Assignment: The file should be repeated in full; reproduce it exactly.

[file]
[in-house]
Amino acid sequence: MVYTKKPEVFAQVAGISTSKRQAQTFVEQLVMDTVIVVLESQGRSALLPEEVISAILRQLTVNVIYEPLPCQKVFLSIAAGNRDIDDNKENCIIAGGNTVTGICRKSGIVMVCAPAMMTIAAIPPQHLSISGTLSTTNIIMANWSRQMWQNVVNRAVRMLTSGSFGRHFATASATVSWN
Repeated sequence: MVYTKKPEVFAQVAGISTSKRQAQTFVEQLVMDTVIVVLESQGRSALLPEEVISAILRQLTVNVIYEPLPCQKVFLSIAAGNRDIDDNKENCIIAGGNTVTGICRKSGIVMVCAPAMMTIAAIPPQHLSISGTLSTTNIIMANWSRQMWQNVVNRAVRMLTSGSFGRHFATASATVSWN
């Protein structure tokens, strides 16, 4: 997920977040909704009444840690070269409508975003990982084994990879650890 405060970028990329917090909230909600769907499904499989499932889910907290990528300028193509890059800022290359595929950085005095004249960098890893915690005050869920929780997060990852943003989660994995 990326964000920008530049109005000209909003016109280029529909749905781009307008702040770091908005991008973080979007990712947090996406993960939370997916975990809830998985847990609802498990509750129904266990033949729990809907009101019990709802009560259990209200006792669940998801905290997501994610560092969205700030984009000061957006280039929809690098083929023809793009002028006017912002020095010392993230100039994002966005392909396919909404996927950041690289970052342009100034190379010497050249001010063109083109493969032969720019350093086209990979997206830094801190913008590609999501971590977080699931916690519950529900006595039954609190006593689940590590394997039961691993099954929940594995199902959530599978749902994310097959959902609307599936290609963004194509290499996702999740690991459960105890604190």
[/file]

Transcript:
[in-house]
Amino acid sequence: MVYTKKPEVFAQVAGISTSKRQAQTFVEQLVMDTVIVVLESQGRSALLPEEVISAILRQLTVNVIYEPLPCQKVFLSIAAGNRDIDDNKENCIIAGGNTVTGICRKSGIVMVCAPAMMTIAAIPPQHLSISGTLSTTNIIMANWSRQMWQNVVNRAVRMLTSGSFGRHFATASATVSWN
Repeated sequence: MVYTKKPEVFAQVAGISTSKRQAQTFVEQLVMDTVIVVLESQGRSALLPEEVISAILRQLTVNVIYEPLPCQKVFLSIAAGNRDIDDNKENCIIAGGNTVTGICRKSGIVMVCAPAMMTIAAIPPQHLSISGTLSTTNIIMANWSRQMWQNVVNRAVRMLTSGSFGRHFATASATVSWN
């Protein structure tokens, strides 16, 4: 997920977040909704009444840690070269409508975003990982084994990879650890 405060970028990329917090909230909600769907499904499989499932889910907290990528300028193509890059800022290359595929950085005095004249960098890893915690005050869920929780997060990852943003989660994995 990326964000920008530049109005000209909003016109280029529909749905781009307008702040770091908005991008973080979007990712947090996406993960939370997916975990809830998985847990609802498990509750129904266990033949729990809907009101019990709802009560259990209200006792669940998801905290997501994610560092969205700030984009000061957006280039929809690098083929023809793009002028006017912002020095010392993230100039994002966005392909396919909404996927950041690289970052342009100034190379010497050249001010063109083109493969032969720019350093086209990979997206830094801190913008590609999501971590977080699931916690519950529900006595039954609190006593689940590590394997039961691993099954929940594995199902959530599978749902994310097959959902609307599936290609963004194509290499996702999740690991459960105890604190």